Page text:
Persecution of Christians: A Tally for 2002

Aid to the Church in Need Says 938 Died for Their Faith

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ROME, JUNE 27, 2003 (Zenit.org).- More than 900 Christians died for the faith last year, and 100,000 were arrested, says a new report by Aid to the Church in Need.



ACN's fifth report on religious liberty in the world was presented here Thursday. Prepared by ACN's Italian section, it states that last year 938 Christians were killed for their faith, 629 were injured and 100,345 were arrested for the same reason.

The 2003 Report on Religious Liberty in the World, a work of 455 pages, analyzes the situation of this fundamental right with country studies, tables and maps.

"We are not a Catholic 'Amnesty International,'" aid ACN Italian director Attilio Tamburrini. "We do fieldwork, covering realities we have been following for 50 years, in particular, discrimination suffered by Catholics and other believers."

According to the report, the most critical situation for religious liberty is, perhaps, in Nigeria, Sudan, China and Cuba.

In Europe, the most difficult situations are in Belarus, with one of the most restrictive laws on religious liberty, and Romania, where Eastern-rite Catholic communities are deprived of their churches, confiscated by the Communist regime in 1948.

The report dedicates 30 pages to Russia, emphasizing that "respect for religious liberty has met with new difficulties, especially for the Catholic Church." The Russian administration has engaged in hostile gestures, including the expulsion of some priests, in response to the "alleged Catholic expansionism."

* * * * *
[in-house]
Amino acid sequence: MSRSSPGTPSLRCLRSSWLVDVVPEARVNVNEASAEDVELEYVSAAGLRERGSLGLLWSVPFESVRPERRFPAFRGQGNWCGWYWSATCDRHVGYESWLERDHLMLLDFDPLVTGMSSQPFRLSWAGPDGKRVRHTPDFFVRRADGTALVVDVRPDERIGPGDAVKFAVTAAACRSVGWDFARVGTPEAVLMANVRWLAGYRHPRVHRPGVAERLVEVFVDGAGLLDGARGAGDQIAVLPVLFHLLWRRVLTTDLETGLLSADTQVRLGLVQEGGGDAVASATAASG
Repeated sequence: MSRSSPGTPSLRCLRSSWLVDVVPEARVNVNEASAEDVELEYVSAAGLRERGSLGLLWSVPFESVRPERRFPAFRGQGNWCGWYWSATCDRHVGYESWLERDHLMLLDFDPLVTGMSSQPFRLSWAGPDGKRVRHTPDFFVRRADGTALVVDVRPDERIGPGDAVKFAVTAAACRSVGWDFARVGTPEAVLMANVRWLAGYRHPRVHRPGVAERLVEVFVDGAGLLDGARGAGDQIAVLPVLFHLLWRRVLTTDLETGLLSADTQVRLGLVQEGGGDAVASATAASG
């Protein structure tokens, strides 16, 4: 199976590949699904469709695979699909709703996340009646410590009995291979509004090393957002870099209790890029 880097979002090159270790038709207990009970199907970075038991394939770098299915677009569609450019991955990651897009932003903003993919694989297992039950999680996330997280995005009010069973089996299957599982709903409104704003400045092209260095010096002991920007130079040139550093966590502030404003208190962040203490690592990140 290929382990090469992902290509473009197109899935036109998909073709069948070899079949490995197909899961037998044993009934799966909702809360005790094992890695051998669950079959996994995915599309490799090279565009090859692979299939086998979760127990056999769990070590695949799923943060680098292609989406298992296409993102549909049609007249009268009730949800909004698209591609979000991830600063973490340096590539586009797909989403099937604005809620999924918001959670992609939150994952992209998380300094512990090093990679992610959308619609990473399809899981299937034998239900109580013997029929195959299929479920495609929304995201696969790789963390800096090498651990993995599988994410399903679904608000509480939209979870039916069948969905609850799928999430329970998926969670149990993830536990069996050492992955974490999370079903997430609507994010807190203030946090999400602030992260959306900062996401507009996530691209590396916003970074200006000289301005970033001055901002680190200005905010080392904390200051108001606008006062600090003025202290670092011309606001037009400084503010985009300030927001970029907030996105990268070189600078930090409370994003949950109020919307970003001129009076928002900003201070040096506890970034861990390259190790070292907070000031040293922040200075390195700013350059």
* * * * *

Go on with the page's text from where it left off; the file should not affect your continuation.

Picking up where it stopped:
The American picture begins with a reference to Mexico, pointing out that "relations between the Church and state are increasingly serene," and Colombia, which holds the tragic record of 127 Christians killed during 2002.

In Cuba, 86 Christians are imprisoned for the sole reason of having witnessed to their faith. Permissions to build or repair churches are hard to obtain.

In Venezuela, "the Church has been the object of controls and threats on the part of the police" and "insults at the highest institutional level." In an address Feb. 24, President Hugo Chávez described the Catholic Church as the cancer of his "revolution."

In the United States, there are positive signs, as freedom of worship is growing in places of work and in educational institutions, ACN said.

There has also been progress in Asia -- as is the case of East Timor -- and signs of openness -- in Qatar, for example. But overall it is the continent with the greatest number of countries where religious liberty is questioned.

In India, Hindu radical nationalism promotes "anti-conversion" laws that worry Christians, ACN said. Problems also persist in Saudi Arabia, Vietnam, Myanmar (Burma) and Laos. In North Korea, there are 100,000 Christians detained in concentration camps, the group said.

During the presentation, Father Bernardo Cervellera, the new director of Asia News, an agency of the Pontifical Institute of Foreign Missions (PIME), explained that in China, "religion is valued only in relation to the government's support. The religious element in China has been absorbed into politics."

This leads the government to control religion to the point of naming bishops and interfering in matters of faith, Father Cervellera said.

He said he believes that the excessive control of the Communist Party and of the state-sanctioned Patriotic Association over religious affairs "denotes a failure of the fierce opening to the capitalist system. They thought that in this way they would respond to the people's longings, but it hasn't been like this."

The ACN report said that most Muslim countries practice discrimination against non-Muslims. The report also said that the center of international terrorism is moving slowly from the Middle East to the southern region of the Asia.

In Africa, research coordinator Marco Invernizzi highlighted "two very serious cases: Sudan and Nigeria," where there is a radicalization of intransigent Muslim positions, as proved by the approval of Islamic law.